• Receive an "Ally" card (provides stats boosts)
  • Receive an "Item" card (provides a special power)

(For the last 2 items, my thought was that each region would have one card of each type face-up, and by passing an encounter in that region, you would be authorized to take the region's card.)

So, on to question 1, which becomes important in light of the answers to the other 3 questions -- if you want to receive this reward but not that reward, or if you want to face this challenge but not that challenge, you want to have some control over where you go. So how are the encounter cards structured into decks, and how do they convey a sense of place-specificity? I think there are two schemes that could work.

(i) Each city type could have 3 sub-location types, each of which pays one of these 6 rewards, for a total of 9 rewards (strongholds don't count in this since they are special). The sub-locations are appropriate to the type of city you're in; so a "circle" city, a "Major City", might have a Library, Museum, and Hotel; a "pentagon" city, a "Minor City", could have a Market, Castle, and Church. Maybe these are 3 separate decks for each city type, or maybe a single deck and you're given a choice of a couple of the top cards from that city type's deck when you face an encounter.

(ii) There are 6 location types, each with its own deck of encounter cards. Each city type has 3 associated with it: 2 that are shared with the two other (non-stronghold) city types, and one that is unique to that city type. So a Market might be present in both a triangle and pentagon city, but a Church will only be found in a pentagon city (eg).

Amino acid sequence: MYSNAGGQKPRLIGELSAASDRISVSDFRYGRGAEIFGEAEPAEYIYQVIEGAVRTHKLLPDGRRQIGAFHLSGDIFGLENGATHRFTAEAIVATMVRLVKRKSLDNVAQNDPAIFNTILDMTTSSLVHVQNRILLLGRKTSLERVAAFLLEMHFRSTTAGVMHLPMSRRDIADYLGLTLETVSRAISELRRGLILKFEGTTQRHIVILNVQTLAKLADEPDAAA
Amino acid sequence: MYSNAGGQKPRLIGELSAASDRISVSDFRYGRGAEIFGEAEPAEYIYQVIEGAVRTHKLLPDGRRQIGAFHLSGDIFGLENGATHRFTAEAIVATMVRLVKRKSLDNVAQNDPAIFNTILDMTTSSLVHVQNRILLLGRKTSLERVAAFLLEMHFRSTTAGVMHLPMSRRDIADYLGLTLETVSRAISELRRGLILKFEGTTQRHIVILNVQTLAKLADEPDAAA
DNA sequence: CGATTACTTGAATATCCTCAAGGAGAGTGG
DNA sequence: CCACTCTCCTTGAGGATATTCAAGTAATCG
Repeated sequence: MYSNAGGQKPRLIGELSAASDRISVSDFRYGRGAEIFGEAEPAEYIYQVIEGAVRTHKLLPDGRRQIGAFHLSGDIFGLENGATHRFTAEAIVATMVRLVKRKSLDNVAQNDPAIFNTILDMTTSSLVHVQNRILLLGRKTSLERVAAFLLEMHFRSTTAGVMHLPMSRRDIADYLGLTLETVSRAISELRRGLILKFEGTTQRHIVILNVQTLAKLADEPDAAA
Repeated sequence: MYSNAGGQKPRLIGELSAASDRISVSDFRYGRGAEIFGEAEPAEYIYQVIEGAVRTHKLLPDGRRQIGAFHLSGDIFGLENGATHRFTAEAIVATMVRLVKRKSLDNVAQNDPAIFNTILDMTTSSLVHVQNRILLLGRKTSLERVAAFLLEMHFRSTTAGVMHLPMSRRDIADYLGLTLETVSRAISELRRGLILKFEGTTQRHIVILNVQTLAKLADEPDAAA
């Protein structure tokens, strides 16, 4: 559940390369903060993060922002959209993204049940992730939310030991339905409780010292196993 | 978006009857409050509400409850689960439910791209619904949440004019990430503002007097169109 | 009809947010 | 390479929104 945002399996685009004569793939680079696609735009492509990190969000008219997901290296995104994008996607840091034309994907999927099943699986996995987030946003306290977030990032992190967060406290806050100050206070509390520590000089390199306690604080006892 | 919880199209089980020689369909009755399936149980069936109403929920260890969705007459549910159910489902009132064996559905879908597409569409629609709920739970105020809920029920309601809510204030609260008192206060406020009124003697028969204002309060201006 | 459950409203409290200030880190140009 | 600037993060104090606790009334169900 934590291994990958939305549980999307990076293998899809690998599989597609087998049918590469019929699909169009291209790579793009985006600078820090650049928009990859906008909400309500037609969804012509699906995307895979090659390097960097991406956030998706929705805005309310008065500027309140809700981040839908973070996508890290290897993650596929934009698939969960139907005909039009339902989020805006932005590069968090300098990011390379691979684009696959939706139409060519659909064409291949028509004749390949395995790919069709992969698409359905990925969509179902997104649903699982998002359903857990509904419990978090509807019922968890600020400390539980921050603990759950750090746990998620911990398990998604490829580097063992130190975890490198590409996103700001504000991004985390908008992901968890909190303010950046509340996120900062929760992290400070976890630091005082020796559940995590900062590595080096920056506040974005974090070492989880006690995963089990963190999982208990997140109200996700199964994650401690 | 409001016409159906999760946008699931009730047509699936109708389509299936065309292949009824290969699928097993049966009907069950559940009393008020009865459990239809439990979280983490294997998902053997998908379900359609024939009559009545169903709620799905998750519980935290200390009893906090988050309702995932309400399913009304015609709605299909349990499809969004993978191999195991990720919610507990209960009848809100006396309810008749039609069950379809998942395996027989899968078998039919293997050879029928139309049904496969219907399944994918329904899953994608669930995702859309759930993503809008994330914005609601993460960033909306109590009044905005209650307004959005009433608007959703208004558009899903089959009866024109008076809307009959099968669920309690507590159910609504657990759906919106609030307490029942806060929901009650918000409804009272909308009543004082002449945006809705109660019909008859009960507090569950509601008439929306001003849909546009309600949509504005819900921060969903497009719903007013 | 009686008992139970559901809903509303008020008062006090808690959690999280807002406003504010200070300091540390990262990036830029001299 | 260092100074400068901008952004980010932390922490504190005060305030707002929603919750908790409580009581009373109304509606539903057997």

The advantage of (ii) is that it's a more unified framework, the disadvantage is that there's no way to ensure the challenges you face in a city will be properly bounded, UNLESS we rigidly associated a particular challenge type with a particular sublocation. (Which could work, but loses some of the fun associated with the unpredictability of v7, in which you might go into a circle city loaded up on Luck but poor on Wits, just hoping you'll get a Luck challenge).

The advantage of (i) is that it can be more city-dependent, the disadvantage is that it creates more kinds of cards, but only 3 more compared to (ii). And if all of a city's encounter cards are kept in the same deck, then it might actually feel more compact (but then there will be some luck as to whether you can go to the sub-location you want to go to. To mitigate that, maybe there's a rule that you can draw down into the encounter deck until you get to a sub-location you're willing to face, but each card that you "skip" is +1 to the enemy progress, or you have to pay 1 AP to flip cards, etc?)

Finally, back to question 2 one final time: how does this integrate with "leads"? If we adopted Steve's idea, that most/all theme cards are available but must be pulled on to the board at a particular city type and sub-location, maybe it's simply that, instead of (or in addition to?) receiving the standard reward for passing an encounter, you can pull a theme card into that city, if its associated sub-location matches the sub-location you're in. I think I like this idea -- though it doesn't have the immersive quality of getting a card that says "You've received a telegram from Henry Jones that he's in Vienna", it does permit some planning, some competition between the players, but doesn't require as much bureaucracy as lead cards would. So it's worth thinking more about.